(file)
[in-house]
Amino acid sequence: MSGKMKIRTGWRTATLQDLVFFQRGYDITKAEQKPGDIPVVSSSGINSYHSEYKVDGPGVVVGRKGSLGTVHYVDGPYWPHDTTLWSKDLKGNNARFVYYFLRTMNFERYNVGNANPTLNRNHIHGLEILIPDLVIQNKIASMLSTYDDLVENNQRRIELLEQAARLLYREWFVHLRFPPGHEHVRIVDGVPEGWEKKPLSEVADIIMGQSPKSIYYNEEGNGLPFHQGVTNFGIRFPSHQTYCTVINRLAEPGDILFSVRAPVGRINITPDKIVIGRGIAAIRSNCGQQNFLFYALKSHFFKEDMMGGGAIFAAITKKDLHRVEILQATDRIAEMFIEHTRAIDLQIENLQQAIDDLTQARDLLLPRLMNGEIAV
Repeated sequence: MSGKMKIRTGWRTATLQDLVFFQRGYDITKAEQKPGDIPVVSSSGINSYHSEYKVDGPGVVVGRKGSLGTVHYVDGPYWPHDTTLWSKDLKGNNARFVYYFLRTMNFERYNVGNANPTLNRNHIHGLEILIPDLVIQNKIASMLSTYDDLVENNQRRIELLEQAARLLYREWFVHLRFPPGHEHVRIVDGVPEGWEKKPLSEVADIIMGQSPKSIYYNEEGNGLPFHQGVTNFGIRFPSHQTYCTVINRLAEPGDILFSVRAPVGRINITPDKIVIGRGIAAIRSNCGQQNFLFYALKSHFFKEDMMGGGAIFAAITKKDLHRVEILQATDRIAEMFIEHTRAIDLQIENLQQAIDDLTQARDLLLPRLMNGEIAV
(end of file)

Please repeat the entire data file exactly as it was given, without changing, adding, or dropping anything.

[in-house]
Amino acid sequence: MSGKMKIRTGWRTATLQDLVFFQRGYDITKAEQKPGDIPVVSSSGINSYHSEYKVDGPGVVVGRKGSLGTVHYVDGPYWPHDTTLWSKDLKGNNARFVYYFLRTMNFERYNVGNANPTLNRNHIHGLEILIPDLVIQNKIASMLSTYDDLVENNQRRIELLEQAARLLYREWFVHLRFPPGHEHVRIVDGVPEGWEKKPLSEVADIIMGQSPKSIYYNEEGNGLPFHQGVTNFGIRFPSHQTYCTVINRLAEPGDILFSVRAPVGRINITPDKIVIGRGIAAIRSNCGQQNFLFYALKSHFFKEDMMGGGAIFAAITKKDLHRVEILQATDRIAEMFIEHTRAIDLQIENLQQAIDDLTQARDLLLPRLMNGEIAV
Repeated sequence: MSGKMKIRTGWRTATLQDLVFFQRGYDITKAEQKPGDIPVVSSSGINSYHSEYKVDGPGVVVGRKGSLGTVHYVDGPYWPHDTTLWSKDLKGNNARFVYYFLRTMNFERYNVGNANPTLNRNHIHGLEILIPDLVIQNKIASMLSTYDDLVENNQRRIELLEQAARLLYREWFVHLRFPPGHEHVRIVDGVPEGWEKKPLSEVADIIMGQSPKSIYYNEEGNGLPFHQGVTNFGIRFPSHQTYCTVINRLAEPGDILFSVRAPVGRINITPDKIVIGRGIAAIRSNCGQQNFLFYALKSHFFKEDMMGGGAIFAAITKKDLHRVEILQATDRIAEMFIEHTRAIDLQIENLQQAIDDLTQARDLLLPRLMNGEIAV